Texting is here to stay and quickly becoming the preferred method of communication by all ages in all places. But like every other form of techno-communication, usage far outpaced the rulebooks and etiquette for using it. So, what are the best ways to text so that we don’t cause confusion or hurt feelings?
- Don’t text someone while also having a conversation or a meal with someone else. It’s rude to suggest that anything is more important than who you’re with face-to-face. If you must check an incoming message, explain first to your companions what’s happening and why. (“Excuse me a sec, I just got an update from the airline.”).
- Avoid texting at odd hours. Remember time zone differences. Just because you’re awake doesn’t mean they are on the receiving end. And do you really want your clients to know that you’re up and working at 3:30 am?
- Emojis can be very helpful in texts to add the emotion we’re trying to communicate. But don’t send them upstream in your workplace unless the higher-up has used them downstream first.
- Limit your use of group texts. From time to time, they’ve made us all feel like we’re part of a hostage situation. Keep the group small and the topics short.
- You already know you shouldn’t text while driving. But it’s also rude—and dangerous—to text someone you know for a fact is behind the wheel themselves. Don’t tempt them into responding. It’s actually better to call.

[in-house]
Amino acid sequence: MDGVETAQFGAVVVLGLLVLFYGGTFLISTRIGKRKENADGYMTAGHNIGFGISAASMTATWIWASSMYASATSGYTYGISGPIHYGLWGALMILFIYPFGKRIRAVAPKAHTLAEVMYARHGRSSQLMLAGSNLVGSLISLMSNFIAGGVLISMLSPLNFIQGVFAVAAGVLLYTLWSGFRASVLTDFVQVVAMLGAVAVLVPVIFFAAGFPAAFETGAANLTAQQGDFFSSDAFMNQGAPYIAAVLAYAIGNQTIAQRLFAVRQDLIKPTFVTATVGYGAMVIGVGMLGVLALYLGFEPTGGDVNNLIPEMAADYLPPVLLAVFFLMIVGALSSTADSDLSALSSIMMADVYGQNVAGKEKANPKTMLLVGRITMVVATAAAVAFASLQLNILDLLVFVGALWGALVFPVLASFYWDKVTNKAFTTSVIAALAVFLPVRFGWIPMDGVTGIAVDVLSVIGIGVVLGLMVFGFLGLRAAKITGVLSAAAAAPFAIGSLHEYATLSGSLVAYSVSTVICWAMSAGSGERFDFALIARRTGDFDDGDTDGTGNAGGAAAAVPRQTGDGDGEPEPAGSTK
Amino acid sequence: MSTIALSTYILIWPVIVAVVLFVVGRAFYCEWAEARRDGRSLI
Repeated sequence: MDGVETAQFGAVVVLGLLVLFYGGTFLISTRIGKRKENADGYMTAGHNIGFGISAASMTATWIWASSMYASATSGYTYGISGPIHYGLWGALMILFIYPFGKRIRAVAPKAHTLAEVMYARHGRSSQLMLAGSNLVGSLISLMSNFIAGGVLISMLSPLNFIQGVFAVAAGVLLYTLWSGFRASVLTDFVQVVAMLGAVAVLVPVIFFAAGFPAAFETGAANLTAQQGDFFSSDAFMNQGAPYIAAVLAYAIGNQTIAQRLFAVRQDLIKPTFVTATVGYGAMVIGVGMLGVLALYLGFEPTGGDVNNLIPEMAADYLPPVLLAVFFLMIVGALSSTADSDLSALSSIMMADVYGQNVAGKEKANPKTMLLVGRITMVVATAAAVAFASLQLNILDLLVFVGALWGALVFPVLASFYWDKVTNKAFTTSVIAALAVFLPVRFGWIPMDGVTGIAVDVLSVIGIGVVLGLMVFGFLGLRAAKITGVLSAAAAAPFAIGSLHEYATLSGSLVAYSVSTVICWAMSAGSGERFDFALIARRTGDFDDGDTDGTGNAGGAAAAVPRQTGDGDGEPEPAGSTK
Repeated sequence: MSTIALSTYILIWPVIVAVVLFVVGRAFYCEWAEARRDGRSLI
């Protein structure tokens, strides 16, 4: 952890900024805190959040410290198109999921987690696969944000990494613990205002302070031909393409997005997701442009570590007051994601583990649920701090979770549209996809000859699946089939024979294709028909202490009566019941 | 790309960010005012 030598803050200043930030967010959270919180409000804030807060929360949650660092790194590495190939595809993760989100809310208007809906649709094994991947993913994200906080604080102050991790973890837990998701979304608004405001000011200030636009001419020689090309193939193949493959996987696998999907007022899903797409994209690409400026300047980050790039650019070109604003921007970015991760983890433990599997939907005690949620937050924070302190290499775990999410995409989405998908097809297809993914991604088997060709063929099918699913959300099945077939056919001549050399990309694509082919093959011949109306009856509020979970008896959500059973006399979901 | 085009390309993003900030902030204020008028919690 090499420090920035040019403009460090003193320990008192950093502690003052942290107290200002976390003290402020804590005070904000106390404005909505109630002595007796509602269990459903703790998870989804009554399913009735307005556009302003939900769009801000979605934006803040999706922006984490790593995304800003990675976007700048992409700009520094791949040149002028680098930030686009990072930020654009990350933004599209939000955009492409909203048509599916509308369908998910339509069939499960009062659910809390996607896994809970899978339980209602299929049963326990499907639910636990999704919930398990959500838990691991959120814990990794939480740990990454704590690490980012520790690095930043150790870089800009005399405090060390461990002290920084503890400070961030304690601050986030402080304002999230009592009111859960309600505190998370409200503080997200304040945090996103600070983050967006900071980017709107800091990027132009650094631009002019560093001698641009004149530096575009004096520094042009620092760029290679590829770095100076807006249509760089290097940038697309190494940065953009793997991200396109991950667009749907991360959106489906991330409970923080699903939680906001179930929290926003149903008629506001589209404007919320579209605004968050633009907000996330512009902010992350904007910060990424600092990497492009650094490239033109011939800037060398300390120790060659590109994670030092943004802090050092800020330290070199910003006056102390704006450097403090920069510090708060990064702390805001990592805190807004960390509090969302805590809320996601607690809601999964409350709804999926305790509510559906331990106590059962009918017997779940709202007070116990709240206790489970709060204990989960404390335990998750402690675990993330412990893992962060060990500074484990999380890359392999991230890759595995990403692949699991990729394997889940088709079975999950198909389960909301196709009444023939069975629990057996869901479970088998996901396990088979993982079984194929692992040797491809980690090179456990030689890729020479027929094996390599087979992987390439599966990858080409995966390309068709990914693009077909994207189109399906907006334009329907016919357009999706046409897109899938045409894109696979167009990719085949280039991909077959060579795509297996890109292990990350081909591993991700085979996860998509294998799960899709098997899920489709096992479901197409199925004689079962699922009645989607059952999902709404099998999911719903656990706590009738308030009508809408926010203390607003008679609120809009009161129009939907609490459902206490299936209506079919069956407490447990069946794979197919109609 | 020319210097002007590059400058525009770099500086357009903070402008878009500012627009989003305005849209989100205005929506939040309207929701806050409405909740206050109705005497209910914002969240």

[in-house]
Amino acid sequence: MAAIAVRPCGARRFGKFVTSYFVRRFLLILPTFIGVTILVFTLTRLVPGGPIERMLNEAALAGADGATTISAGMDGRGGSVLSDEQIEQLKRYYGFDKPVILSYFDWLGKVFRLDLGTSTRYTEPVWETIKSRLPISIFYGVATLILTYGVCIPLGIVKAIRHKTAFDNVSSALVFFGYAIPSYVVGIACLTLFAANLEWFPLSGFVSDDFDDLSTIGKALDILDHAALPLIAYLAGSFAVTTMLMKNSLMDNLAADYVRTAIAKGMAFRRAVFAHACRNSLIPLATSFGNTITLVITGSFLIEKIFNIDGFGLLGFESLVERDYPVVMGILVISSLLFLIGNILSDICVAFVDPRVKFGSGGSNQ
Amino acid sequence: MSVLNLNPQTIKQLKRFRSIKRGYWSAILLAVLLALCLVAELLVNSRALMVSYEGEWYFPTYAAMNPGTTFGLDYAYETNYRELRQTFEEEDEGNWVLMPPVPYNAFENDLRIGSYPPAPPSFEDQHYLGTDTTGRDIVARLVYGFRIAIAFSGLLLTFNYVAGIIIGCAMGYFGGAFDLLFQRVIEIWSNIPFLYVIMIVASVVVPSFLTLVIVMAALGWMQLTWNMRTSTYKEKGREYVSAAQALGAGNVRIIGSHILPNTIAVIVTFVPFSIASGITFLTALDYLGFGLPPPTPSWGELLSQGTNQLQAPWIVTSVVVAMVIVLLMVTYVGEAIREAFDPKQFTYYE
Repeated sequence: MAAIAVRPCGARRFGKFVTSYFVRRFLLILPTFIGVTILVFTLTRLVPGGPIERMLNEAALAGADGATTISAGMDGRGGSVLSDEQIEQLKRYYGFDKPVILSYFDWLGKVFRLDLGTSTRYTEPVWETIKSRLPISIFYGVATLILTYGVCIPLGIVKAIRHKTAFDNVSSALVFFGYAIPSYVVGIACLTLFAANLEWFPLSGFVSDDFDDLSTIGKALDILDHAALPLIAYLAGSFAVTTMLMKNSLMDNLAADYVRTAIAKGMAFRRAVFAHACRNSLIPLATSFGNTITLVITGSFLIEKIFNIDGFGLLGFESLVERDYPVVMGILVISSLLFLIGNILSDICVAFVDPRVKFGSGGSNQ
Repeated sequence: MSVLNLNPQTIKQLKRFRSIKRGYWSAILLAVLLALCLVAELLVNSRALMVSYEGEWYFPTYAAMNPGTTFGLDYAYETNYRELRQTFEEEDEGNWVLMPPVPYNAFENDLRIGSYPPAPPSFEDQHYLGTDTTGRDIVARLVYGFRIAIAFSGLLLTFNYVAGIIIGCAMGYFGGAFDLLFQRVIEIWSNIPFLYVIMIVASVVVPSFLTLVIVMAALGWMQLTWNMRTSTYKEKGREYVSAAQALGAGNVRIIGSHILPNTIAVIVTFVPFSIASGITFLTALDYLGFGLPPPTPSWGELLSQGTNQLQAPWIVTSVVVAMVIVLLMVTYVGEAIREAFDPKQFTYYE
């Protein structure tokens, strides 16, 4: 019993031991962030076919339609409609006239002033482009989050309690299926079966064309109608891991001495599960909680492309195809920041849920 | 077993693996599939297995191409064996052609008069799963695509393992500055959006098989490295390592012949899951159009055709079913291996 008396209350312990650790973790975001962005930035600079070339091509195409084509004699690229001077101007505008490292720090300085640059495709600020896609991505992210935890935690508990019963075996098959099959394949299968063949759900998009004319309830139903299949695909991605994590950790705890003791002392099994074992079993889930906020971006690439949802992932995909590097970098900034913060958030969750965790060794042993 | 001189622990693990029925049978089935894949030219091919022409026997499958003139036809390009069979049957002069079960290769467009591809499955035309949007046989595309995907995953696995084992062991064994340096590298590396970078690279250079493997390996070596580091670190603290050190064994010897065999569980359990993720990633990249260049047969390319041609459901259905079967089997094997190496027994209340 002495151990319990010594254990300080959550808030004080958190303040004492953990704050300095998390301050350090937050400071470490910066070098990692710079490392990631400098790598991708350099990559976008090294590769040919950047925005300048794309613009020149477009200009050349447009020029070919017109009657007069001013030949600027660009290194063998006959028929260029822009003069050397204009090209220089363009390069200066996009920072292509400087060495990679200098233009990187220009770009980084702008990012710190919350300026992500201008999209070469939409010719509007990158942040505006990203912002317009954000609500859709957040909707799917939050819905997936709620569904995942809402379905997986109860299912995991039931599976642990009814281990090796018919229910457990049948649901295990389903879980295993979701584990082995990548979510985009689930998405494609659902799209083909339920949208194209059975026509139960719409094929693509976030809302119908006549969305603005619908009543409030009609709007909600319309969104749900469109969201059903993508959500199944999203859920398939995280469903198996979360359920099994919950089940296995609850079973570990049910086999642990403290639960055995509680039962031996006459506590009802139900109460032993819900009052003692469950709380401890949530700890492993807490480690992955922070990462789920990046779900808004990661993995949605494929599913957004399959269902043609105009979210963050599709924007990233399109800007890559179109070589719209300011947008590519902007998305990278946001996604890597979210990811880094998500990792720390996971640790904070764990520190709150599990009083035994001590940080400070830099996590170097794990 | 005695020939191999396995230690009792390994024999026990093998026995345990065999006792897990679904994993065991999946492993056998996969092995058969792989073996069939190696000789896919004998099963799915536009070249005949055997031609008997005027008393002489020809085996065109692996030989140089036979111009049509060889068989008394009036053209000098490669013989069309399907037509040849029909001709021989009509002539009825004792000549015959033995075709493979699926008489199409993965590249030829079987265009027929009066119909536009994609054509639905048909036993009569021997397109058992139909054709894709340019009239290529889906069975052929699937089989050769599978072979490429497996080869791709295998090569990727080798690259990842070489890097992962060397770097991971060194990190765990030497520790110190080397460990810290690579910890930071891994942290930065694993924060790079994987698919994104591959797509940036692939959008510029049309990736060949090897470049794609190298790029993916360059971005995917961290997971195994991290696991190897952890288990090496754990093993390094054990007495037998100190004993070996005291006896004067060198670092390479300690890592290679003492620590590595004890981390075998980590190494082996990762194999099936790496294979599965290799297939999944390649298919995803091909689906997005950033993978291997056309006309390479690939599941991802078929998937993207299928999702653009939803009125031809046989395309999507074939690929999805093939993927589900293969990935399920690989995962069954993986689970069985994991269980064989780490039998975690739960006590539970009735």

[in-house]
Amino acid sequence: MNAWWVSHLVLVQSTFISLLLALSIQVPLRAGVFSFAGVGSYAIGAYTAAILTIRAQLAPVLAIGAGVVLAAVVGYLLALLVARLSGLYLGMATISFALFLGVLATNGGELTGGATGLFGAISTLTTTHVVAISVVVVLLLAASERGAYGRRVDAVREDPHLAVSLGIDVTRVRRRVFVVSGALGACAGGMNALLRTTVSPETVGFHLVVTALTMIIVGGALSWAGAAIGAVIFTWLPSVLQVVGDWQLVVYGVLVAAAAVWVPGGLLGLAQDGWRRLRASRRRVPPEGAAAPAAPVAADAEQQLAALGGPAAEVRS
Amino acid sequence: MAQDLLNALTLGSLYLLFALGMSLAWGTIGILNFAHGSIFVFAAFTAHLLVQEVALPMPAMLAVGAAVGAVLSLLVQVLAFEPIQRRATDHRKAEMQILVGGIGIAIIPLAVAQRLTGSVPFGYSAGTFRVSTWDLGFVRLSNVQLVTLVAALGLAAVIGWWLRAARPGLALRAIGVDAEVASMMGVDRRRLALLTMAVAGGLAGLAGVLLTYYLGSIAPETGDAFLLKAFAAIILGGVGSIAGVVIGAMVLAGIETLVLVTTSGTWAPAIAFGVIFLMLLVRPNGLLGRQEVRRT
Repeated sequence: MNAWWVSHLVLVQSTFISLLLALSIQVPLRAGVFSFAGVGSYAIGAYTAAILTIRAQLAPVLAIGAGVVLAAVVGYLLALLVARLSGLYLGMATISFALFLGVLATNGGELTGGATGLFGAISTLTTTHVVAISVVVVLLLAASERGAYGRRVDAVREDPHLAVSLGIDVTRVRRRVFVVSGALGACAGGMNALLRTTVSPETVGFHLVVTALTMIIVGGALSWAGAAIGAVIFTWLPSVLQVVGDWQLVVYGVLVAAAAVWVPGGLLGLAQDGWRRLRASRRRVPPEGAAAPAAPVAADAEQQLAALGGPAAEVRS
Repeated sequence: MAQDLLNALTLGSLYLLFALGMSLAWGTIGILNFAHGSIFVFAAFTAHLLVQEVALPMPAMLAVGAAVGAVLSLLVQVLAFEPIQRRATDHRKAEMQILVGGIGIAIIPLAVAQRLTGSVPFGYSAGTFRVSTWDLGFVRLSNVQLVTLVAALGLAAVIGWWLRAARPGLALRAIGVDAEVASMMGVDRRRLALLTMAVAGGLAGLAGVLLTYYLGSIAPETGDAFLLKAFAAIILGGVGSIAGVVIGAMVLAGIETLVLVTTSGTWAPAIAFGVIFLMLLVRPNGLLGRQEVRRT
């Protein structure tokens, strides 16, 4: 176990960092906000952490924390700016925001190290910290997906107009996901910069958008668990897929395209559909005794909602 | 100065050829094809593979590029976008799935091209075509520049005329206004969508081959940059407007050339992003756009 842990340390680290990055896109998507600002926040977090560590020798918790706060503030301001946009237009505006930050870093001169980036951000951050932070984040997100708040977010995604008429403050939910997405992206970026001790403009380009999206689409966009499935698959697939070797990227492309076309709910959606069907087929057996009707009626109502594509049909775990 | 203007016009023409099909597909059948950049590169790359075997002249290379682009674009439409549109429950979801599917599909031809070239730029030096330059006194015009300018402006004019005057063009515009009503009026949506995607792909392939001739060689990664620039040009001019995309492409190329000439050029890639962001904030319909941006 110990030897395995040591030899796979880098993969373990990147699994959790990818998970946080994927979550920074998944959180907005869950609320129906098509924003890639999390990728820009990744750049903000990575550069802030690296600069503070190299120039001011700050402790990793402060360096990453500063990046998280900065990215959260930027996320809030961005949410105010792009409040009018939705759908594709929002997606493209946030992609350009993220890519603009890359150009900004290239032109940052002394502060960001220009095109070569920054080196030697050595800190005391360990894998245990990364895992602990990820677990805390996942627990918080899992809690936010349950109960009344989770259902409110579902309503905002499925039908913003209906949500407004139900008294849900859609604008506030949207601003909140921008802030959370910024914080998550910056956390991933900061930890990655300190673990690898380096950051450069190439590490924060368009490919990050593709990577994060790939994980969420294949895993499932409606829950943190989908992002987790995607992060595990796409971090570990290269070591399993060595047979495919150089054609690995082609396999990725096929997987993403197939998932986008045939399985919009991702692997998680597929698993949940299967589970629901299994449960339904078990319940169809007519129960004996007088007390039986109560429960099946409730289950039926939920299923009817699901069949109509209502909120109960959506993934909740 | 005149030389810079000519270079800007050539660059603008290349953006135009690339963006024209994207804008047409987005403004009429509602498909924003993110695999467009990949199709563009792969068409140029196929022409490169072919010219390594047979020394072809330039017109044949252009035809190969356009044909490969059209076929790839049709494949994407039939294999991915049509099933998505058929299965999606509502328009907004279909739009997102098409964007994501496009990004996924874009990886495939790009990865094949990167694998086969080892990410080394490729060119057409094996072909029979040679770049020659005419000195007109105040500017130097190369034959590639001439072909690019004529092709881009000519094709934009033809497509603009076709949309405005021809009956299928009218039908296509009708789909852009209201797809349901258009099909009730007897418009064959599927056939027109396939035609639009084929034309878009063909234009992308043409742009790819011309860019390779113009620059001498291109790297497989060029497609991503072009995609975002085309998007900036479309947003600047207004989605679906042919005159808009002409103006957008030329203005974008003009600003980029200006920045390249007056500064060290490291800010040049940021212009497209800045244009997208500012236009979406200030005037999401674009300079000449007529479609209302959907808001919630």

- It’s also dangerous to text while walking, drinking, or walking and drinking! You don’t want to fall off the curb and/or send the racy text you meant for your sweetheart to your boss instead. And while we’re at it, double-check every message and the recipient’s name/number before you hit “send.” We’ve all seen those bizarre auto-corrected messages that were sent by mistake!
- If you’re texting someone who may not have your number, it’s polite to also add your name – “Hi, it’s Jill…”
- With apologies to all the English majors out there, periods are becoming a thing of the past, especially in short or one-word texts. Periods can be perceived as having an emotional charge, like an emoticon, and can communicate insincerity, snarky-ness, even aggression.
© Jill Bremer 2016